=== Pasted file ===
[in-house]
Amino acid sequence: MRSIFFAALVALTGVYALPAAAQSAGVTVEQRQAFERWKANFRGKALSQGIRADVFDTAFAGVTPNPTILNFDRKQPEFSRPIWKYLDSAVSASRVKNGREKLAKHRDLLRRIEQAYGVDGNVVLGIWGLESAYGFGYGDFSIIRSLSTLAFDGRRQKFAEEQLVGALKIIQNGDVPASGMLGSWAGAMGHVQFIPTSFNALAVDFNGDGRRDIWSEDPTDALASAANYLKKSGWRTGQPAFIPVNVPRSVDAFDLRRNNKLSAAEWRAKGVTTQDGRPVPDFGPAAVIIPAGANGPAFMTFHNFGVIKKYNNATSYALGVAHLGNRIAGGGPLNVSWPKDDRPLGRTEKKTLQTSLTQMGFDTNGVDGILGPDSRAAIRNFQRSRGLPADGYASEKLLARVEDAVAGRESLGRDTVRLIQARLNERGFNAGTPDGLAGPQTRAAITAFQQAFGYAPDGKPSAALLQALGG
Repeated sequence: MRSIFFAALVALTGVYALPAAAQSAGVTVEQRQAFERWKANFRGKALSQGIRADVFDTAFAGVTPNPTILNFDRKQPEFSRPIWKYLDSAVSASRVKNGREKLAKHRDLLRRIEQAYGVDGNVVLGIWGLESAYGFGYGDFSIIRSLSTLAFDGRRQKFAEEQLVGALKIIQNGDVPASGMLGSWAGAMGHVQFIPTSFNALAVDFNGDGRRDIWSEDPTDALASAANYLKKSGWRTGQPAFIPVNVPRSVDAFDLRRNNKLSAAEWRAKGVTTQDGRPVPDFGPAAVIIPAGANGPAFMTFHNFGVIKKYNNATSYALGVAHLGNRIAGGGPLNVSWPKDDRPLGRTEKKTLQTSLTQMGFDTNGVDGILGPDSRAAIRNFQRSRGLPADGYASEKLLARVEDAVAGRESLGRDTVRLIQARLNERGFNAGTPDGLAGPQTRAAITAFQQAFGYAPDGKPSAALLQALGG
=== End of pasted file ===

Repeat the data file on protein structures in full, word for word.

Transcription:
[in-house]
Amino acid sequence: MRSIFFAALVALTGVYALPAAAQSAGVTVEQRQAFERWKANFRGKALSQGIRADVFDTAFAGVTPNPTILNFDRKQPEFSRPIWKYLDSAVSASRVKNGREKLAKHRDLLRRIEQAYGVDGNVVLGIWGLESAYGFGYGDFSIIRSLSTLAFDGRRQKFAEEQLVGALKIIQNGDVPASGMLGSWAGAMGHVQFIPTSFNALAVDFNGDGRRDIWSEDPTDALASAANYLKKSGWRTGQPAFIPVNVPRSVDAFDLRRNNKLSAAEWRAKGVTTQDGRPVPDFGPAAVIIPAGANGPAFMTFHNFGVIKKYNNATSYALGVAHLGNRIAGGGPLNVSWPKDDRPLGRTEKKTLQTSLTQMGFDTNGVDGILGPDSRAAIRNFQRSRGLPADGYASEKLLARVEDAVAGRESLGRDTVRLIQARLNERGFNAGTPDGLAGPQTRAAITAFQQAFGYAPDGKPSAALLQALGG
Repeated sequence: MRSIFFAALVALTGVYALPAAAQSAGVTVEQRQAFERWKANFRGKALSQGIRADVFDTAFAGVTPNPTILNFDRKQPEFSRPIWKYLDSAVSASRVKNGREKLAKHRDLLRRIEQAYGVDGNVVLGIWGLESAYGFGYGDFSIIRSLSTLAFDGRRQKFAEEQLVGALKIIQNGDVPASGMLGSWAGAMGHVQFIPTSFNALAVDFNGDGRRDIWSEDPTDALASAANYLKKSGWRTGQPAFIPVNVPRSVDAFDLRRNNKLSAAEWRAKGVTTQDGRPVPDFGPAAVIIPAGANGPAFMTFHNFGVIKKYNNATSYALGVAHLGNRIAGGGPLNVSWPKDDRPLGRTEKKTLQTSLTQMGFDTNGVDGILGPDSRAAIRNFQRSRGLPADGYASEKLLARVEDAVAGRESLGRDTVRLIQARLNERGFNAGTPDGLAGPQTRAAITAFQQAFGYAPDGKPSAALLQALGG